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Downloads and saves all xkcd strips (with the exception of #404, as it's intentionally left 404...)

Python, 26 lines
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import urllib
import re
import os
 
path = "set your path or '.'"
i = 1
content = True
while content:
        dir = os.listdir(path)
        for file in dir:
                if file[:-4].isdigit():
                        if int(file[:-4]) >= i:
                                i = int(file[:-4])+1
        while content:
                url = "http://www.xkcd.com/"+str(i)+"/"
                rd = urllib.urlopen(url)
                data = rd.read()
                res = re.search("/comics/[a-z0-9_()]*.(jpg|png)", data)
                if res:
                        imgurl = "http://imgs.xkcd.com"+res.group()
                        image = urllib.URLopener()
                        image.retrieve(imgurl, path+str(i)+imgurl[-4:])
                else:
                        if re.search("Not Found", data) and i != 404:
                                content = False
                i += 1

4 comments

Charlie Clark 12 years, 3 months ago  # | flag

Have you looked at wget?

This isn't really a recipe and because it doesn't document anything it's not very helpful for others.

A couple of comments:

  • best to put module level code in a function which can be called using if __name__ == 'main'

  • use explicit path manipulation.

  • the initial while loop could make better use of the os.path module for dealing with filenames. You can always count how many files you have if you want to restart.

  • it's not a good idea to overwrite Python's keywords such as dir or file

  • the main loop can be better expresssed with a for/continue/break construction

  • you can catch 404 directly by reading the url headers without downloading the page

  • the regular expression will be compiled each time, better to compile a pattern and search on it. You might also want to look at SGMLParser or lxml for parsing HTML without having to worry about writing your own regular expressions

  • urllib.urlretrieve() is simpler

My version

PAGE_URL = "http://www.xkcd.com/"
COMIC_URL = "http://imgs.xkcd.com/"

def download():
    count = len(os.listdir(DOWNLOAD_PATH)) + 1
    pattern = re.compile("/comics/[a-z0-9_()]*.(jpg|png)")
    while True:
        count += 1
        if count == 404:
            count += 1
        print count
        page = urllib.urlopen("%s%s" %(PAGE_URL, count))
        if "Last-Modified" not in page.headers:
            # no comic
            break
        res = pattern.search(page.read())
        if res:
            match = res.group()
            filename = os.path.basename(match)
            urllib.urlretrieve(COMIC_URL + match,
                               os.path.join(DOWNLOAD_PATH, filename)
                              )

if __name__ == '__main__':
    download()
Chris Jones 12 years, 3 months ago  # | flag

A couple comments not really related to Python:

  1. This is really rude behavior on the net. Introduce a sleep between fetches when mirroring someone's content, at the very least. You can do this in your script with time.sleep(SLEEP_TIME). At least put a second or two in there. This is known as the Not Being A Dick design pattern. Your script will slam the XKCD website while not viewing any ads that pay for the bandwidth you are consuming as well as place unnecessary load on the webserver.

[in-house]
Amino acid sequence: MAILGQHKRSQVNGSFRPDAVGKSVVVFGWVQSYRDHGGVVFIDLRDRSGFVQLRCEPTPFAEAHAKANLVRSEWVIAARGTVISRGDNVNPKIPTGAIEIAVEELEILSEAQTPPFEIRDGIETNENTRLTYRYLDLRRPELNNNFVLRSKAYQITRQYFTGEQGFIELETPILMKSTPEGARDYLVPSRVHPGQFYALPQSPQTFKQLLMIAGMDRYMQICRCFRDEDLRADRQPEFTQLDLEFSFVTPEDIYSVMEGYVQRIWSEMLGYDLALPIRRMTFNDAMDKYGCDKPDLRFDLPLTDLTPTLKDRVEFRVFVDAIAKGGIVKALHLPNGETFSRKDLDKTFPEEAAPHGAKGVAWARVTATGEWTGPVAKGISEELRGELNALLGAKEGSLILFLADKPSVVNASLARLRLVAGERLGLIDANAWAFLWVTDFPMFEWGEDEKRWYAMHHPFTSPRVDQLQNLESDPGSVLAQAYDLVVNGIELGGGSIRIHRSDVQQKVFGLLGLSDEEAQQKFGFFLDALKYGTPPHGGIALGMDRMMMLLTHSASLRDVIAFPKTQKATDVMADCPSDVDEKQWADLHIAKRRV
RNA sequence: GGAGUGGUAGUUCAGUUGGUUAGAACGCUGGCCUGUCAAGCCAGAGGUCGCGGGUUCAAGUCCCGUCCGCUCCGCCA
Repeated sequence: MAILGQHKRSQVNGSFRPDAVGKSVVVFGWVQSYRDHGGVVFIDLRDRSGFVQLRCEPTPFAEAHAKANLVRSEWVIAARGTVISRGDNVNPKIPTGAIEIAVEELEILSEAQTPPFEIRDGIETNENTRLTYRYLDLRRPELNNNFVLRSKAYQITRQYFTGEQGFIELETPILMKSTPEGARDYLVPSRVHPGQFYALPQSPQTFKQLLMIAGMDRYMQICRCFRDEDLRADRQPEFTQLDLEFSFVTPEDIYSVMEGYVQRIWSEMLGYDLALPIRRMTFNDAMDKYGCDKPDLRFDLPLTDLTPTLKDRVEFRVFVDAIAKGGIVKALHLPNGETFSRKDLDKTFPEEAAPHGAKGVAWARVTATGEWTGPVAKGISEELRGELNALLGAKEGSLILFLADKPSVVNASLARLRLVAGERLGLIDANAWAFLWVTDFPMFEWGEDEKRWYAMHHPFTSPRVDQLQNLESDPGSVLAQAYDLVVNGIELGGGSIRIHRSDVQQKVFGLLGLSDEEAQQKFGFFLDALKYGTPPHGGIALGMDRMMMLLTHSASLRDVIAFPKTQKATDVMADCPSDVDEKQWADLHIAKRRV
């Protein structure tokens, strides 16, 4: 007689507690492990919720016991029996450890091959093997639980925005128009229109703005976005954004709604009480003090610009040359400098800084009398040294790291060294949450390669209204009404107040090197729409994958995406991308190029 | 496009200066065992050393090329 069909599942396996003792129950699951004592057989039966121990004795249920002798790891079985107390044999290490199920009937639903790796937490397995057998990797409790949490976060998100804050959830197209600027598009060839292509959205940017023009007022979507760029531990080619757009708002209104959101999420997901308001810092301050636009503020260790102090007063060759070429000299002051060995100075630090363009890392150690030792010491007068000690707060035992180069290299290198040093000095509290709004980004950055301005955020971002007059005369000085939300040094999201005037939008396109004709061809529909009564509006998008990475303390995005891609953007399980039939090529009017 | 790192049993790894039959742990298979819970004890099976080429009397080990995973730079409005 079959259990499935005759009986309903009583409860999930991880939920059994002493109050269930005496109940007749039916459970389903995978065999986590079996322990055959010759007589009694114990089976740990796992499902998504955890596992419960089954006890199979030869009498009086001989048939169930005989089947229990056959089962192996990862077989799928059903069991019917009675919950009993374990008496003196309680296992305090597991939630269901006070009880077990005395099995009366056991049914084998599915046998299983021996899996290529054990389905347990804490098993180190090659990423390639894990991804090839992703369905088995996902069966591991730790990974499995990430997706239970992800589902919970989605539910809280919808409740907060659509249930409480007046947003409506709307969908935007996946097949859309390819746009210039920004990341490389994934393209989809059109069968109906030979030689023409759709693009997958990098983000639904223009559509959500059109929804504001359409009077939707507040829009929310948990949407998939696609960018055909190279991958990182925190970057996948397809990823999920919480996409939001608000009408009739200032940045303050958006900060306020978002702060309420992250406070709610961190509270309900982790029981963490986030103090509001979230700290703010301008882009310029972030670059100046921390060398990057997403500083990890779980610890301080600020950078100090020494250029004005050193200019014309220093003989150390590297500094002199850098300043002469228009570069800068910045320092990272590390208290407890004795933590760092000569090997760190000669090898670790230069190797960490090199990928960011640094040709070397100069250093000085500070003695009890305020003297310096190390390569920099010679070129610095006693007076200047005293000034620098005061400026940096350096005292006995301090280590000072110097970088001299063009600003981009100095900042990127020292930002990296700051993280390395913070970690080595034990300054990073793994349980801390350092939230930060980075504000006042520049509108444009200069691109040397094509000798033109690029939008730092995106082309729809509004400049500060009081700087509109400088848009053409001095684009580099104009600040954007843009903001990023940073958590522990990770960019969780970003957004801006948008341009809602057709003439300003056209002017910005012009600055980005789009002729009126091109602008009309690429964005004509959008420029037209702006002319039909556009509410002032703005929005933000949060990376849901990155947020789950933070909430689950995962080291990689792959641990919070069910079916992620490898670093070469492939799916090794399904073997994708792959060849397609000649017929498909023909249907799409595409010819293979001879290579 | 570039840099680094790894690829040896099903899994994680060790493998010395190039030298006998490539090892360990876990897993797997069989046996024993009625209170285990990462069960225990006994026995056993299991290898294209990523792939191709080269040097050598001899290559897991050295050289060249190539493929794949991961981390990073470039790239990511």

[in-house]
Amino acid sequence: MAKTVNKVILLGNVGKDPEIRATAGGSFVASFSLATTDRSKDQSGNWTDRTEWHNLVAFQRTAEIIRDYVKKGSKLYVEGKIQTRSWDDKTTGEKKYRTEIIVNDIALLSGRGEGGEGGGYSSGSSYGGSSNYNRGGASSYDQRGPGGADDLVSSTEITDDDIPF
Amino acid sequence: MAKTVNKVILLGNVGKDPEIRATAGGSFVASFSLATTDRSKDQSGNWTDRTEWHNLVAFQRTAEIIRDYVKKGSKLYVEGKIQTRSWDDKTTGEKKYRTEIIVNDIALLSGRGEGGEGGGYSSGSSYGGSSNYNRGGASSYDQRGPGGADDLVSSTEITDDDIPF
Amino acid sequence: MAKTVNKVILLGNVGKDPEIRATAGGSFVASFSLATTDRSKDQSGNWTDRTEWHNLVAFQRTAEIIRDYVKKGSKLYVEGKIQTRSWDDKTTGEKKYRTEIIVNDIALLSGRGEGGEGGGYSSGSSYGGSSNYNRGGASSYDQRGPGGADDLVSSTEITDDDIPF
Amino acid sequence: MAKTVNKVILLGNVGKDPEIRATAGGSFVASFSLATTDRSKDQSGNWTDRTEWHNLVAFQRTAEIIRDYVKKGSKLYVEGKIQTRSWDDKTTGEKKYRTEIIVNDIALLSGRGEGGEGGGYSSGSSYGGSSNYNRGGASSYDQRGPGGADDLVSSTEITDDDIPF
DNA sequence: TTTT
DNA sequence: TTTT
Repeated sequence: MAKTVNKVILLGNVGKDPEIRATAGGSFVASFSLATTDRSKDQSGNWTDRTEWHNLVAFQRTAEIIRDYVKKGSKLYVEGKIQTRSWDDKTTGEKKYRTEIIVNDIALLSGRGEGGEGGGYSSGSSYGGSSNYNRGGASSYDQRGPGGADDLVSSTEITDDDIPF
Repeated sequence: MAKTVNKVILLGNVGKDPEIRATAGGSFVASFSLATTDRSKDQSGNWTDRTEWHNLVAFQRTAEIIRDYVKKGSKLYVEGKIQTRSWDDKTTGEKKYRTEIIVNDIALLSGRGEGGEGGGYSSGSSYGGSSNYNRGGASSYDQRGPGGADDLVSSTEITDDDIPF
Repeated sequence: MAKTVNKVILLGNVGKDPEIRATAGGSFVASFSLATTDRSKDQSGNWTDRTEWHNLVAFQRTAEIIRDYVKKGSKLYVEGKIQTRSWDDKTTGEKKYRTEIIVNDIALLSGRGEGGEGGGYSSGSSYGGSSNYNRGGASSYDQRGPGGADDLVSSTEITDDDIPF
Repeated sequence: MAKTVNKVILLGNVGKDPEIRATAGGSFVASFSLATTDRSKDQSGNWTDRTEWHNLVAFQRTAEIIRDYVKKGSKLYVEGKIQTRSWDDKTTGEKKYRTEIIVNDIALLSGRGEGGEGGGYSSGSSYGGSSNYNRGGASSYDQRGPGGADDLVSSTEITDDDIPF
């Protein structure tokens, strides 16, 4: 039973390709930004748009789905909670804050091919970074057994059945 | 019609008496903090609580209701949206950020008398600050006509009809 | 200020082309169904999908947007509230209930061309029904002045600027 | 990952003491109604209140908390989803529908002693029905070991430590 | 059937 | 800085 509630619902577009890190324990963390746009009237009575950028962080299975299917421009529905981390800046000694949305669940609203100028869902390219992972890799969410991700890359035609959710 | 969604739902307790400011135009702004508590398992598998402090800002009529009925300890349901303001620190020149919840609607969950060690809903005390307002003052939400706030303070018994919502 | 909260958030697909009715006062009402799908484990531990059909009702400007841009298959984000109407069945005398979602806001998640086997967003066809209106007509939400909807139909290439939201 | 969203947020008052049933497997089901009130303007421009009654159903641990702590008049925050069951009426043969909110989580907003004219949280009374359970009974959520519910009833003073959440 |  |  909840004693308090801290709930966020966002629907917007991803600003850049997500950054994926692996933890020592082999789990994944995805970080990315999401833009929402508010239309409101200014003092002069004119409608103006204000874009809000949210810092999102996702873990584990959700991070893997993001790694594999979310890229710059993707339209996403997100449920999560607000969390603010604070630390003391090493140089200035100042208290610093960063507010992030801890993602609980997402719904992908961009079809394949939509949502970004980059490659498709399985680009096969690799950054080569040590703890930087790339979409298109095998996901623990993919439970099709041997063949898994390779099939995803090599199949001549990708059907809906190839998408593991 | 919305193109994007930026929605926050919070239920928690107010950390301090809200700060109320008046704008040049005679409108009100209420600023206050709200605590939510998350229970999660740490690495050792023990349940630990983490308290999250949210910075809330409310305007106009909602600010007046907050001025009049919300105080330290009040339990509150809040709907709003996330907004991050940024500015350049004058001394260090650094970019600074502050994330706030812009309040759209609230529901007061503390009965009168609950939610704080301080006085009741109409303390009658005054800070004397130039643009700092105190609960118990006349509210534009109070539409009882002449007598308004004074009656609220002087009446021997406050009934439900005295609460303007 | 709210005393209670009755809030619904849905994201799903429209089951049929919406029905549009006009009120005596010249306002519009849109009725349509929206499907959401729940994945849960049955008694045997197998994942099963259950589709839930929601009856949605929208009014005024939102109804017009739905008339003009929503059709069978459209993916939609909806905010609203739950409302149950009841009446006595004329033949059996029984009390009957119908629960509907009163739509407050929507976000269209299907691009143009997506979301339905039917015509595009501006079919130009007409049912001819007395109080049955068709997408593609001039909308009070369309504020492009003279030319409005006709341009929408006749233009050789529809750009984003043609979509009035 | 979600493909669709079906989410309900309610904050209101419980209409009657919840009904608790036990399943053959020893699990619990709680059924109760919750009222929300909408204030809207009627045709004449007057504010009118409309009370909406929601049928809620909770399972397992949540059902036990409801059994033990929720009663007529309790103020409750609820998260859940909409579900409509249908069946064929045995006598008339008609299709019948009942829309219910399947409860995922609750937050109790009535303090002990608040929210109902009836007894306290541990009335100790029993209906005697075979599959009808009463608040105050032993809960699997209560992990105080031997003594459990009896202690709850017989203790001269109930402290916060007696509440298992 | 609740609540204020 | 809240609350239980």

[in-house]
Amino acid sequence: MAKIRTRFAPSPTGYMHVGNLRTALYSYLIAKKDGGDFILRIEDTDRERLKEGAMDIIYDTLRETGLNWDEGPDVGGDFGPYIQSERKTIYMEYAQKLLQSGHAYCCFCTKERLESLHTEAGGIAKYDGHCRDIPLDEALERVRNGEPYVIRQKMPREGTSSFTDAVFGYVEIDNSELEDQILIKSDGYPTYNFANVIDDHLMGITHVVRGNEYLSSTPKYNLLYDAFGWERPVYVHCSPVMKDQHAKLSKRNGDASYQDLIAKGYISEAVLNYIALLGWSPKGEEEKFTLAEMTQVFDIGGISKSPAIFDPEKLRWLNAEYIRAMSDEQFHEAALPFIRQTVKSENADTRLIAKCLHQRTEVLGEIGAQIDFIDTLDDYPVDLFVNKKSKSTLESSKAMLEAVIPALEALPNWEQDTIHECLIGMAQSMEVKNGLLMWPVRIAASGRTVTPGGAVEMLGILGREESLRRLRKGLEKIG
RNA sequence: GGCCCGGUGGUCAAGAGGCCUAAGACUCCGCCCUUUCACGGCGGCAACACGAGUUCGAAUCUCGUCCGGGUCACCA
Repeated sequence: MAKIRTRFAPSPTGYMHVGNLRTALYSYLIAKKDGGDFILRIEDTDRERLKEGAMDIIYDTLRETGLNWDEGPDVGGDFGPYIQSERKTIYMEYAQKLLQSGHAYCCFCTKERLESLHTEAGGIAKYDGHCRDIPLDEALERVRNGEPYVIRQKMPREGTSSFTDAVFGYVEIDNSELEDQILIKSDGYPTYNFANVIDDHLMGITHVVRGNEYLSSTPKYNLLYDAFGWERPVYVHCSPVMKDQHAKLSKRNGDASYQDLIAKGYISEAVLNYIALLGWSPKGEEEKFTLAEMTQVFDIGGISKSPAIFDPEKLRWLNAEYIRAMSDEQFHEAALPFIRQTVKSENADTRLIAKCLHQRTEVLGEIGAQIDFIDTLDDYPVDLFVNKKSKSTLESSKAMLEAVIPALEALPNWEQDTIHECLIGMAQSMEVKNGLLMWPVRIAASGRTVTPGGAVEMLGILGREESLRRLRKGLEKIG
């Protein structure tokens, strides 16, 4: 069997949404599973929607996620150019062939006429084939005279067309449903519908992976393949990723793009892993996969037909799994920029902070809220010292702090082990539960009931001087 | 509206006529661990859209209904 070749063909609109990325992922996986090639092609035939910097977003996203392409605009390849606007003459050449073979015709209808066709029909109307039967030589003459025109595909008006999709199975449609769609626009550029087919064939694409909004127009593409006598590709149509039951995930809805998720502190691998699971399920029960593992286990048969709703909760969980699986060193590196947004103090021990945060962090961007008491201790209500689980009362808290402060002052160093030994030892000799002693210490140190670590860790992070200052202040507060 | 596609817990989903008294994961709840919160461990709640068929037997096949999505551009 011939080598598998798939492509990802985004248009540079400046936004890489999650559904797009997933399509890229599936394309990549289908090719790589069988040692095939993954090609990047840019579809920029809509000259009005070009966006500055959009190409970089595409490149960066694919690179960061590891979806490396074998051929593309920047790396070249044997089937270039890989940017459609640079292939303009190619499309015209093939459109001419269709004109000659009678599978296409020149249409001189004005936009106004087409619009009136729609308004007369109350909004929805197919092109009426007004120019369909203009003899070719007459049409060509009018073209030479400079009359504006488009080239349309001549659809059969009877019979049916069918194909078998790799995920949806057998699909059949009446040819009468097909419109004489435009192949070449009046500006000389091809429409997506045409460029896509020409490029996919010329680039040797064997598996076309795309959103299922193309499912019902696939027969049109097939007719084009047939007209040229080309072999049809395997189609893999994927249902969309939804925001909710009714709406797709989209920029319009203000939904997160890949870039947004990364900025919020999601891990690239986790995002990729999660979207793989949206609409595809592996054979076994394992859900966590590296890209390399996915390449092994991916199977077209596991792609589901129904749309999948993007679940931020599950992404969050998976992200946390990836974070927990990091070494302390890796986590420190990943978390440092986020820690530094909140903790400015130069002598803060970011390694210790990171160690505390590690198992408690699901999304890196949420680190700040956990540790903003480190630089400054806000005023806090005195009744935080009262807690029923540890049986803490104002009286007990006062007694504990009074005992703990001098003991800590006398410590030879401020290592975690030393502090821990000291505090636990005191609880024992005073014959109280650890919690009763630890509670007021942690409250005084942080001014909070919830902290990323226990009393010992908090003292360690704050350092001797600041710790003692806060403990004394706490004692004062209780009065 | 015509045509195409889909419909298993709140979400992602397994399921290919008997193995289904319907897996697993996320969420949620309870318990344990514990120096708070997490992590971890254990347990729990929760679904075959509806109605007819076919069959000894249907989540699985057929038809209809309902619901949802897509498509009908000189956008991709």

2. Your script misses the alt-text. I'm not sure what you're doing with a mirror of XKCD comics (if you're putting them up with your own ads somewhere, you're just an a-hole, seriously), but half the punchline is contained in the alt-text of this site. I would parse out the alt-text and dump it in a text file that indexes image# to alt-text.

  3. This is better done with wget. I love Python, but it's not the best solution for everything. Why re-invent the wheel?

  4. Use BeautifulSoup to parse HTML. I realize this is a very simple example, making a DOM parser overkill. However this rapidly ceases to be the case for anything more complicated. I feel stuff posted on a site like ActiveState should at least demonstrate best practices, otherwise I'm not sure what the point is. Using regular expressions to scrape HTML is decidedly not best practice.

xipe totec (author) 12 years, 3 months ago  # | flag

Your comments are appreciated. I'm moving over to Python from C# and PHP (which you probably can tell from the awkward while nesting, I'm also new to the ActiveState recipe's and I'm sorry that I didn't comment it as well as I should have.

Your comments were very helpful anyways.

@Charlie Clark: All very good suggestions, most of them I should have figured out myself/were due to laziness, but esp. the python specifics I will try to incorporate in the future.

@Chris Jones: Agree with taking it easy on the server, and it's just for my personal pleasure (not even sure if I will use it anymore, just wanted to code up some quick Python).

Charlie Clark 12 years, 3 months ago  # | flag

@Lord of the Flayed Hide: this website cannot replace mailing lists, newsgroups and forums for finding out about Python. Laziness has its place in Python - good Python programming lets us be lazy. I heartily recommend you get hold of the print copy of this site as the chapter introductions and discussions contained the distilled wisdom of many Python luminaries and will save you lots of time and give you that smug, Pythonic feeling when looking at other newbie code.